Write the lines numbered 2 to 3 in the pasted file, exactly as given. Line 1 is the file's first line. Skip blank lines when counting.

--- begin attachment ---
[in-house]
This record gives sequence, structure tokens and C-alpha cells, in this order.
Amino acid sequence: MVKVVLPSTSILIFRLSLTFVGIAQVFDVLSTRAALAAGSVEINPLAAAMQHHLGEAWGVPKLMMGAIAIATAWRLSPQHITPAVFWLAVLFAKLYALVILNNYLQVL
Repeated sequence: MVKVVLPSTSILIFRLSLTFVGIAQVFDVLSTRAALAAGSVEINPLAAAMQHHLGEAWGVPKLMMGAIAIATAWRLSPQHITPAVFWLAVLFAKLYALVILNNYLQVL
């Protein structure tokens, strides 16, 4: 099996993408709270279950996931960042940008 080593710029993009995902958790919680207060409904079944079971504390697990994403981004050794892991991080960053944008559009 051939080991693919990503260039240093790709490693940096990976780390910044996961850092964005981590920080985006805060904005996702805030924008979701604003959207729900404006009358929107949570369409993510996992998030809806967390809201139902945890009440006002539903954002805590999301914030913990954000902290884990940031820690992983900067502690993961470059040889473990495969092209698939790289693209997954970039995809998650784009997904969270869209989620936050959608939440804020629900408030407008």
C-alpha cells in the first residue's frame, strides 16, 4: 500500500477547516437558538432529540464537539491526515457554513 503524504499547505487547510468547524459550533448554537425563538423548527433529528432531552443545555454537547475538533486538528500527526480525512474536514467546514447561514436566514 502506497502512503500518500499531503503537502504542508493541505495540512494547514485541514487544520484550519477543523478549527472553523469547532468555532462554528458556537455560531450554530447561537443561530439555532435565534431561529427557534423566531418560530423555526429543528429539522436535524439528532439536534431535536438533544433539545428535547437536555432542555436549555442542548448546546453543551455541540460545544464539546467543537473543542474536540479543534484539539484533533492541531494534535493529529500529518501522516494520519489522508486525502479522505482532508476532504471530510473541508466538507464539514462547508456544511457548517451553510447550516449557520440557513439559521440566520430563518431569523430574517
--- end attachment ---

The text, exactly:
This record gives sequence, structure tokens and C-alpha cells, in this order.
Amino acid sequence: MVKVVLPSTSILIFRLSLTFVGIAQVFDVLSTRAALAAGSVEINPLAAAMQHHLGEAWGVPKLMMGAIAIATAWRLSPQHITPAVFWLAVLFAKLYALVILNNYLQVL